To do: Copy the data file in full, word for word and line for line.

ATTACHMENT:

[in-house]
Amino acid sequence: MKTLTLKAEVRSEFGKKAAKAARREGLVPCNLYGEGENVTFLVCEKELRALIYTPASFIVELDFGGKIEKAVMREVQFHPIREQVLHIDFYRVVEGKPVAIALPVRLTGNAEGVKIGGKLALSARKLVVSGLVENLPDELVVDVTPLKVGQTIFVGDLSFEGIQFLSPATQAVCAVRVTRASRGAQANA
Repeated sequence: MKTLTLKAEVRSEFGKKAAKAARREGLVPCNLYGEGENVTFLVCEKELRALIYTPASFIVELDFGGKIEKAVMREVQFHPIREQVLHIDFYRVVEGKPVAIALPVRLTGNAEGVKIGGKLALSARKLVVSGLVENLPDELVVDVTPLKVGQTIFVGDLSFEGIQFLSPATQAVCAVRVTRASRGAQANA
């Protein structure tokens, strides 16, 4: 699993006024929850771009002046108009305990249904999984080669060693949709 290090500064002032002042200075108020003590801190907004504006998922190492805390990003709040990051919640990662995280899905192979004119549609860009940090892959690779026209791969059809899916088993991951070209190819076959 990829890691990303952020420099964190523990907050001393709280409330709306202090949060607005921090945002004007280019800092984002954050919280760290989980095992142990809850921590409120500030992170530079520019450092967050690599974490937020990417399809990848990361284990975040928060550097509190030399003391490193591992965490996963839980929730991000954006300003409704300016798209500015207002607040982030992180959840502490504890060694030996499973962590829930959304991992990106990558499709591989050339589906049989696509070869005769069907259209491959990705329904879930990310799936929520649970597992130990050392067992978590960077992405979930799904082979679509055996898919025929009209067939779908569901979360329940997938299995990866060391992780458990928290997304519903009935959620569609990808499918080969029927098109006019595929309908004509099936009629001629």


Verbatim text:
[in-house]
Amino acid sequence: MKTLTLKAEVRSEFGKKAAKAARREGLVPCNLYGEGENVTFLVCEKELRALIYTPASFIVELDFGGKIEKAVMREVQFHPIREQVLHIDFYRVVEGKPVAIALPVRLTGNAEGVKIGGKLALSARKLVVSGLVENLPDELVVDVTPLKVGQTIFVGDLSFEGIQFLSPATQAVCAVRVTRASRGAQANA
Repeated sequence: MKTLTLKAEVRSEFGKKAAKAARREGLVPCNLYGEGENVTFLVCEKELRALIYTPASFIVELDFGGKIEKAVMREVQFHPIREQVLHIDFYRVVEGKPVAIALPVRLTGNAEGVKIGGKLALSARKLVVSGLVENLPDELVVDVTPLKVGQTIFVGDLSFEGIQFLSPATQAVCAVRVTRASRGAQANA
């Protein structure tokens, strides 16, 4: 699993006024929850771009002046108009305990249904999984080669060693949709 290090500064002032002042200075108020003590801190907004504006998922190492805390990003709040990051919640990662995280899905192979004119549609860009940090892959690779026209791969059809899916088993991951070209190819076959 990829890691990303952020420099964190523990907050001393709280409330709306202090949060607005921090945002004007280019800092984002954050919280760290989980095992142990809850921590409120500030992170530079520019450092967050690599974490937020990417399809990848990361284990975040928060550097509190030399003391490193591992965490996963839980929730991000954006300003409704300016798209500015207002607040982030992180959840502490504890060694030996499973962590829930959304991992990106990558499709591989050339589906049989696509070869005769069907259209491959990705329904879930990310799936929520649970597992130990050392067992978590960077992405979930799904082979679509055996898919025929009209067939779908569901979360329940997938299995990866060391992780458990928290997304519903009935959620569609990808499918080969029927098109006019595929309908004509099936009629001629």